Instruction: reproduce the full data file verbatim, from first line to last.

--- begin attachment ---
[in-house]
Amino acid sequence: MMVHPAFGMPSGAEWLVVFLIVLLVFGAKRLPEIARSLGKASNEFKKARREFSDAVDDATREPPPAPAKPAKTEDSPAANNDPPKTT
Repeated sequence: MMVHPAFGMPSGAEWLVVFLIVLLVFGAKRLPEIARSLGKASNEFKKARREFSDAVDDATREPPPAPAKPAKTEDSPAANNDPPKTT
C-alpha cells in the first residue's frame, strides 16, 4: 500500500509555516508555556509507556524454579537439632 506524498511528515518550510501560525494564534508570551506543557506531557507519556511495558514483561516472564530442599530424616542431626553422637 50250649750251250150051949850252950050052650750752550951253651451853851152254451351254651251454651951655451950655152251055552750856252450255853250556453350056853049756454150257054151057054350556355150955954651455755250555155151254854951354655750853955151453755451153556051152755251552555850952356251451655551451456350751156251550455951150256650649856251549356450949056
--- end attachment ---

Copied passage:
[in-house]
Amino acid sequence: MMVHPAFGMPSGAEWLVVFLIVLLVFGAKRLPEIARSLGKASNEFKKARREFSDAVDDATREPPPAPAKPAKTEDSPAANNDPPKTT
Repeated sequence: MMVHPAFGMPSGAEWLVVFLIVLLVFGAKRLPEIARSLGKASNEFKKARREFSDAVDDATREPPPAPAKPAKTEDSPAANNDPPKTT
C-alpha cells in the first residue's frame, strides 16, 4: 500500500509555516508555556509507556524454579537439632 506524498511528515518550510501560525494564534508570551506543557506531557507519556511495558514483561516472564530442599530424616542431626553422637 50250649750251250150051949850252950050052650750752550951253651451853851152254451351254651251454651951655451950655152251055552750856252450255853250556453350056853049756454150257054151057054350556355150955954651455755250555155151254854951354655750853955151453755451153556051152755251552555850952356251451655551451456350751156251550455951150256650649856251549356450949056